Next steps towards net zero

Strides towards emptying bins and sweeping the streets with electric vehicles are being made as part of fresh plans to slash the council’s carbon emissions.

Published: Monday, 5th September 2022

An electric van is being charged up at the depot

With Cherwell District Council’s executive set to approve the Carbon Management Plan 2022 – 25, works at Thorpe Lane Depot in Banbury are already paving the way for electric bin lorries. 

The plan would bring council carbon emissions to 65 per cent below what they were in 2008/2009 by 2024/2025 and is set to get the green light on Monday 5 September. It includes a provisional timetable for the electrification of all the council’s vehicles.

As emerging electric vehicle technology becomes affordable, Cherwell will need powerful new chargers to keep their batteries topped up. Work is now underway at the Thorpe Lane depot to support these chargers, with a new substation and ducting being built, thanks to a £270,000 investment. 

Councillor Dan Sames, Portfolio Holder for Cleaner and Greener Communities, said: “Cherwell District Council is committed to reaching net zero by 2030, and approval of these plans will mark another significant step towards meeting this ambition.

“Our own emissions may only account for a very small percentage of the district’s overall emissions. But local authorities have a key role in leading the way and we hope that by reaching net zero significantly in advance of the national timeline we can inspire others to follow suit.

“These detailed plans lay out how we will tackle our direct emissions, from our estate and fleet; as well as indirect emissions from the electricity and gas we purchase for our corporate buildings and leisure centres.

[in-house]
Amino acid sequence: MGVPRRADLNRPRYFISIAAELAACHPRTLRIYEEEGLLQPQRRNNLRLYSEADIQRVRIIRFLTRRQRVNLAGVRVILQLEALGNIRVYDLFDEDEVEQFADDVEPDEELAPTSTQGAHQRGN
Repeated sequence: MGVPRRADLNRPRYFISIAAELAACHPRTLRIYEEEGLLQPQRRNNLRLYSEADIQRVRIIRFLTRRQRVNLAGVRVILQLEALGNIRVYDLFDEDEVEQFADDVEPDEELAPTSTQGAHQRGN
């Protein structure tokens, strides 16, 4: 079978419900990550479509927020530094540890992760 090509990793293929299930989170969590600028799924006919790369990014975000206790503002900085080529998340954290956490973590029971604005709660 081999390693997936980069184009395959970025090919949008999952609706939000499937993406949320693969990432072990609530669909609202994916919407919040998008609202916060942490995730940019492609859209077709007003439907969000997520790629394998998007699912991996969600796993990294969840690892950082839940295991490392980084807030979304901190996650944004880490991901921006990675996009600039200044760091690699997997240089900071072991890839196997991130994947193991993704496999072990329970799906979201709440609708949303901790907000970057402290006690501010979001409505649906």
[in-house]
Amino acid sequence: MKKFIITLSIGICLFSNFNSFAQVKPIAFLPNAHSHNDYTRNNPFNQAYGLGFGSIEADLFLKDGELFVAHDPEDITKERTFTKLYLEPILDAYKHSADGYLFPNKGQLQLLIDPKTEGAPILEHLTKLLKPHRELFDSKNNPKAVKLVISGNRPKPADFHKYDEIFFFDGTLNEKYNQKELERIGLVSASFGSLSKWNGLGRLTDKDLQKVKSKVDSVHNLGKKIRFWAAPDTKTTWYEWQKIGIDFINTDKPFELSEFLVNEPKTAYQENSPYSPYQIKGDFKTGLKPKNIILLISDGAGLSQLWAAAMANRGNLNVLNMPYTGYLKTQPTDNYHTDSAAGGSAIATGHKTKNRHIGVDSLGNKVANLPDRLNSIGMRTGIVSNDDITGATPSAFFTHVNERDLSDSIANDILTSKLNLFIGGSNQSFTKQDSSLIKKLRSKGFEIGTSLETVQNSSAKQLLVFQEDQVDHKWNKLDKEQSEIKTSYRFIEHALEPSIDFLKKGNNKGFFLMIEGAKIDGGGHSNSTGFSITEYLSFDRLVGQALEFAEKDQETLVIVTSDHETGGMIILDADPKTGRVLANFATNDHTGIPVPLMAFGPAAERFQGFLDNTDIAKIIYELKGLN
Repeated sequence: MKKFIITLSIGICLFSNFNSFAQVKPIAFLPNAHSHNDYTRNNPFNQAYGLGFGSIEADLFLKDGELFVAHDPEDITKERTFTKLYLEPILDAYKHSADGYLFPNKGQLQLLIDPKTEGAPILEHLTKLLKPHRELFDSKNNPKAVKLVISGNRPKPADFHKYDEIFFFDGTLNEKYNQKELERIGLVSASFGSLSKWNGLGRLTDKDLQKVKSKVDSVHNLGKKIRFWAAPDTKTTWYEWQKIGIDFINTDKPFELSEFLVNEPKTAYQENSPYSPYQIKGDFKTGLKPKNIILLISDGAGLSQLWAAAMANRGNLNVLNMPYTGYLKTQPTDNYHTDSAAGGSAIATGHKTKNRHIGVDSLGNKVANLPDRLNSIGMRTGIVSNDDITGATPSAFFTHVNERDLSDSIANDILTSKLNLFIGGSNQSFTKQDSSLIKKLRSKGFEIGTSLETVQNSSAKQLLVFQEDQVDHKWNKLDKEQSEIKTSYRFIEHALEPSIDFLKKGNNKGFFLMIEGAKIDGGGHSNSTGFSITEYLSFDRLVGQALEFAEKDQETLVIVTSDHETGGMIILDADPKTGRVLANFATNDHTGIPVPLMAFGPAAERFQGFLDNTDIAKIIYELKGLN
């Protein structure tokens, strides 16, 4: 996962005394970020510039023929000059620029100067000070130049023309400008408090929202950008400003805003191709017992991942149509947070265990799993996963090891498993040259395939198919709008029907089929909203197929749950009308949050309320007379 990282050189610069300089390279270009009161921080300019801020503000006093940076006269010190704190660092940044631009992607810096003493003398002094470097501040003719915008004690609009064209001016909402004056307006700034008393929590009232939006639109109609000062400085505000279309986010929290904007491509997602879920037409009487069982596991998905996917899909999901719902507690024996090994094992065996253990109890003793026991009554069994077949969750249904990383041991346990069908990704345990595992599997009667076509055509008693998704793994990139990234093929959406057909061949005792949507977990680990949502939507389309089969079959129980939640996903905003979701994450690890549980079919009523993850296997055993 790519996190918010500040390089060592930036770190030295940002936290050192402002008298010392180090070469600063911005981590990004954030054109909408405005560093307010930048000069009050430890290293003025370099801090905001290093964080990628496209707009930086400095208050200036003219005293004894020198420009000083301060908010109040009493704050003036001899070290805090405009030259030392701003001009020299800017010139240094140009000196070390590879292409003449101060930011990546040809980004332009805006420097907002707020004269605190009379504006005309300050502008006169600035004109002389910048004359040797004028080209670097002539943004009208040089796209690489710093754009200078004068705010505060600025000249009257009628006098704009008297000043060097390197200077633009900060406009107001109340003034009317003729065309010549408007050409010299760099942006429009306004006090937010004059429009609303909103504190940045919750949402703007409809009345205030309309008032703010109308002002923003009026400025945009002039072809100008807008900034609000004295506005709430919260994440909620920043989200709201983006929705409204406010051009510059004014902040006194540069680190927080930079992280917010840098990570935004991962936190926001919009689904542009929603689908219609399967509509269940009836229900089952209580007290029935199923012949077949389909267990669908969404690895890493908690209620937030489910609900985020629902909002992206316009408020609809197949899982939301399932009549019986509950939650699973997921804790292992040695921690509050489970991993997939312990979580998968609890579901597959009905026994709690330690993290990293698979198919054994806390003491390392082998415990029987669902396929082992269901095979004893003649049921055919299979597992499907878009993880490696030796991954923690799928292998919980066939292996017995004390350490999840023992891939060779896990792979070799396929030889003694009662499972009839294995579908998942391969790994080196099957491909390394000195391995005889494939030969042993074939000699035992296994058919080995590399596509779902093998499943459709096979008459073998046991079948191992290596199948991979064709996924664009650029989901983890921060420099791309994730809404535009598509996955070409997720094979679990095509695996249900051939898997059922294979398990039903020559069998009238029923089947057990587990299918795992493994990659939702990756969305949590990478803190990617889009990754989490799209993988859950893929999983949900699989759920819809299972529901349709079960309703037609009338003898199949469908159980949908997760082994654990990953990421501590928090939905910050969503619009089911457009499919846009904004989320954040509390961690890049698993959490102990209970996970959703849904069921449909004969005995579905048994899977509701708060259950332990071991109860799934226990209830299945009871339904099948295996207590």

“While we’ve already made big cuts to our carbon footprint, with comprehensive upgrades to the way our leisure centres and swimming pools are heated, our fleet is the second biggest source of Cherwell’s carbon emissions and we’re well ahead with making preparations so that as soon as we can electrify our fleet, the infrastructure will be in place to support that.”

Councils everywhere face challenges in replacing bin lorries in particular, because of the high cost of replacing them, the need for 50 kilowatt charging infrastructure and uncertainty over the capability of electric vehicles operating in a mixture of urban and rural areas

The council fleet already includes nine electric vans, with some existing diesel vehicles set to be replaced this year. The report projects that the first electric sweepers could hit the roads during the council year 2023/2024 with the first bin lorries the following year. 

Energy audits of the council’s corporate buildings and leisure centres will also be carried out under the plans to identify actions to reduce their environmental impact.

The report to the executive also summarises work delivering the £5.2m investment of Public Sector Decarbonisation Grant funding. This has reduced the council’s emissions by an estimated 873 tonnes of carbon dioxide (tCO2e), with the majority of these savings coming from changing the way leisure centres and swimming pools are heated, historically its biggest course of emissions.


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